I've had the privilege in the past few weeks of talking with many of the managers and executives at the Hartford Courant/FOX CT Top Workplaces for 2013, and a picture of their success has started to come clear.
One common thread is a system that shows respect for employees and customers alike, with a clear sense of direction, whether that means doing a better job managing behavioral health caseloads for the state (ValueOptions, Connecticut) or growing stock value a breathtaking 18-fold in less than five years, as Virtus Investment Partners has done.
But it's more than just systems and strategies. Employees are not just dedicated to the business, to the team, but to the particular craft that they perform, with passion. The whale trainers love training whales, assisted-living program coordinators love working with elderly clients and the healers love healing.
It is about identity and it is not interchangeable. In short, it's not just a job.
"People here identify themselves as either in banking or they¹re in IT," said Robert Bessel, a spokesman for COCC, the 46-year-old Avon firm that does data processing for banks and credit unions. "If they¹re dealing with customers day in, day out, they generally talk about themselves being in banking. ... There are bonds with these people. There are long-standing relationships, these are our friends...We¹re not going to let them down."
Now there's a rallying cry that¹s not common enough in business. It requires the passion of identity with a trade — something they see clearly at The Music People!, the importer and creator of music equipment.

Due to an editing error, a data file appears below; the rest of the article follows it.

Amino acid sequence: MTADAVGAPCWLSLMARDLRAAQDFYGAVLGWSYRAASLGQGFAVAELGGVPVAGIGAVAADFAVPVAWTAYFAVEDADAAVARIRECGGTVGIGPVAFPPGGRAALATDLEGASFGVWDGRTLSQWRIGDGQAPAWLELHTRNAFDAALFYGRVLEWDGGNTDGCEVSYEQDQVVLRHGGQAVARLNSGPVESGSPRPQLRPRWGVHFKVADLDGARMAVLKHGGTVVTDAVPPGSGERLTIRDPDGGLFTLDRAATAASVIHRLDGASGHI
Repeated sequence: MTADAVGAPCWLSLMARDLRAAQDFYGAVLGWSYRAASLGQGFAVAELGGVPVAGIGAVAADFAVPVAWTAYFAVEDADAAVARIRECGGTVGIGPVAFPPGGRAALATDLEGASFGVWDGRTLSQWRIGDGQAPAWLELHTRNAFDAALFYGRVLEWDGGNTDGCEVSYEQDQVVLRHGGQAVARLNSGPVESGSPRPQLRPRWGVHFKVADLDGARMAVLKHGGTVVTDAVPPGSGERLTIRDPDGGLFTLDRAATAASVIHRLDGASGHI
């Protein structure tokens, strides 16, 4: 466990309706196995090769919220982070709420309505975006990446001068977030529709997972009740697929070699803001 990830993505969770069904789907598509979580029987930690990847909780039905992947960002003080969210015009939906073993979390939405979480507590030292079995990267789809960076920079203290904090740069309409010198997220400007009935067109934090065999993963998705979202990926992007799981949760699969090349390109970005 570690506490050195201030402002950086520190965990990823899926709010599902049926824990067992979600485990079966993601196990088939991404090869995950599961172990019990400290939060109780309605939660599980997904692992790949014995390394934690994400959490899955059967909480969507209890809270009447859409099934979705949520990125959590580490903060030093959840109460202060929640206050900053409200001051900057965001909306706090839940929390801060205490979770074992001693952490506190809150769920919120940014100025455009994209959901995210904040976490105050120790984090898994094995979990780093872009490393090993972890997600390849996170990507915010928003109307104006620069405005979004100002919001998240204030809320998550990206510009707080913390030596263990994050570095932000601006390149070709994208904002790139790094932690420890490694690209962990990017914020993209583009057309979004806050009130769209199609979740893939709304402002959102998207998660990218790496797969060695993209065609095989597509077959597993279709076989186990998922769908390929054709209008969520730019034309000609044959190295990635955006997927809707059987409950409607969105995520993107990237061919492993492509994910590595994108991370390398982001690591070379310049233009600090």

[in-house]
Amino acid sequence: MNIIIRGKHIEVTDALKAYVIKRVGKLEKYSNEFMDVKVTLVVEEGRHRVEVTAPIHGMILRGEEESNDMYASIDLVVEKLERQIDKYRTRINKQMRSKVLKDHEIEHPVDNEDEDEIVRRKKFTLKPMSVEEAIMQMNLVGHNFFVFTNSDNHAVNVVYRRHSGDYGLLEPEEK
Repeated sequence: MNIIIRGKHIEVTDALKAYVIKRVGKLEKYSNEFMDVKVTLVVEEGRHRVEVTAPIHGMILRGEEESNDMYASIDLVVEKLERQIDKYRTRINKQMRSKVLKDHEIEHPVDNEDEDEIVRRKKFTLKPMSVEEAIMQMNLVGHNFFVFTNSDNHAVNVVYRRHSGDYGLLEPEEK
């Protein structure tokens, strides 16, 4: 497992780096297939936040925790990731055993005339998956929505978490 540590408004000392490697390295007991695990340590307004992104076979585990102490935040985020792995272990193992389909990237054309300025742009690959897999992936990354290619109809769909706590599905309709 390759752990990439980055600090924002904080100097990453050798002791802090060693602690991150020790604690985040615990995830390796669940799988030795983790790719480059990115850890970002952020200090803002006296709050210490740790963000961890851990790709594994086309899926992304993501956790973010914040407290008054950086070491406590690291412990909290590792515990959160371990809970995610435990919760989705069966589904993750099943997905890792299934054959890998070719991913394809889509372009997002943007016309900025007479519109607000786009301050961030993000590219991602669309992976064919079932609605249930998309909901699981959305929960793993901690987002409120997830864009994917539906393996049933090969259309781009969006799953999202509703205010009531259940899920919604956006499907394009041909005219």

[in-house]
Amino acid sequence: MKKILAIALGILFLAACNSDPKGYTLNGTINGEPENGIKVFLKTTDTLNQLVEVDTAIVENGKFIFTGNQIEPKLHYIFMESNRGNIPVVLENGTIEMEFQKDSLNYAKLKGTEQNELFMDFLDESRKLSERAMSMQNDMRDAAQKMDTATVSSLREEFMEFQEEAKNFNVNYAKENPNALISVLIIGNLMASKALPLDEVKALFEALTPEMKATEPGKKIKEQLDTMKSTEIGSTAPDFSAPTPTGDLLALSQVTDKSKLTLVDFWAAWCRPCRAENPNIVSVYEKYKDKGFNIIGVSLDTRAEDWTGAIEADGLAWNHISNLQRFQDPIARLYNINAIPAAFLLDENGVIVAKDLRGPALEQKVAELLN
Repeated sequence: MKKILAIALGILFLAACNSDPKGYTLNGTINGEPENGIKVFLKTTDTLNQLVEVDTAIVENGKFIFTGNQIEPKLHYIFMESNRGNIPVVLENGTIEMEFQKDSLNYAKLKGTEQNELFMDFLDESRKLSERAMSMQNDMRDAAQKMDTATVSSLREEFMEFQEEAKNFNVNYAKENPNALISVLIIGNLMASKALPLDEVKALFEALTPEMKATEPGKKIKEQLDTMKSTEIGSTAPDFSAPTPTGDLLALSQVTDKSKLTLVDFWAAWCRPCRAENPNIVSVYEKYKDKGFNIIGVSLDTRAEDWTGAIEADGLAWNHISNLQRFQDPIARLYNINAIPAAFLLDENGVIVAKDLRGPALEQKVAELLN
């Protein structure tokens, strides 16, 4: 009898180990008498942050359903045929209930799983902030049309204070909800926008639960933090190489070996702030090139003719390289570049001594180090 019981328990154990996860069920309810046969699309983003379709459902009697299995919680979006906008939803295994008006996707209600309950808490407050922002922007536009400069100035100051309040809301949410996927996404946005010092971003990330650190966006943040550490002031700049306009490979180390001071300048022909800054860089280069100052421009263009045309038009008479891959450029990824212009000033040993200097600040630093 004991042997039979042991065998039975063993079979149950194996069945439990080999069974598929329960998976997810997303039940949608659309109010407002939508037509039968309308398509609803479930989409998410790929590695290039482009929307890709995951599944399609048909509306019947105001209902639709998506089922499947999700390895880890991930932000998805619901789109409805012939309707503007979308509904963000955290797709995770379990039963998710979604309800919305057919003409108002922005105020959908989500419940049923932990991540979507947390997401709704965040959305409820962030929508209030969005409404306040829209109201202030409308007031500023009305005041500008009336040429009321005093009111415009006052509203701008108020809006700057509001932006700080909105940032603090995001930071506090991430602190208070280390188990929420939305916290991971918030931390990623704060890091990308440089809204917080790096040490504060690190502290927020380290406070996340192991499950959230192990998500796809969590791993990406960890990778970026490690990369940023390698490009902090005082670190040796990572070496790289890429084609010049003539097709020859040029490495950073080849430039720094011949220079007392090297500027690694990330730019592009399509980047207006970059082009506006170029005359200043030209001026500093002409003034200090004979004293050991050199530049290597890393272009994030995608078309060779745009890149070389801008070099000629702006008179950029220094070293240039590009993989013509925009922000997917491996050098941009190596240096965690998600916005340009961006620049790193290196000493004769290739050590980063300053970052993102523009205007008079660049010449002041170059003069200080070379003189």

"All of our sales people are musicians that gig on the weekends," said Tom Tedesco, director of business development at the Berlin company. "This is their day job."
It¹s a day job in the industry, and that makes a difference. Over and over at winning employers, we see a base of workers from top to bottom who are doing what they were meant to do — people like David Burnett, CEO of Reliance House Inc., based in Norwich, who bounced around a bit, even racing motorcycles, before landing in social services in the 1970s.
"I followed my heart. I did not follow money," he told our reporter, Sameea Kamal.
Burnett has learned to give his people the freedom to do their jobs — another trait we see among top leaders at the winning companies, which tend to have a minimum of bureaucracy. As Michael McLean at Medical Risk Managers put it, executives must let people crash planes from time to time.
If you work for one of the winning organizations, congratulations. If you think your employer should be included next year, look for our call for nominations in the early spring — or send an email now to email@example.com with "Top Workplaces" in the message field.
Courant columnist and Top Workplaces editor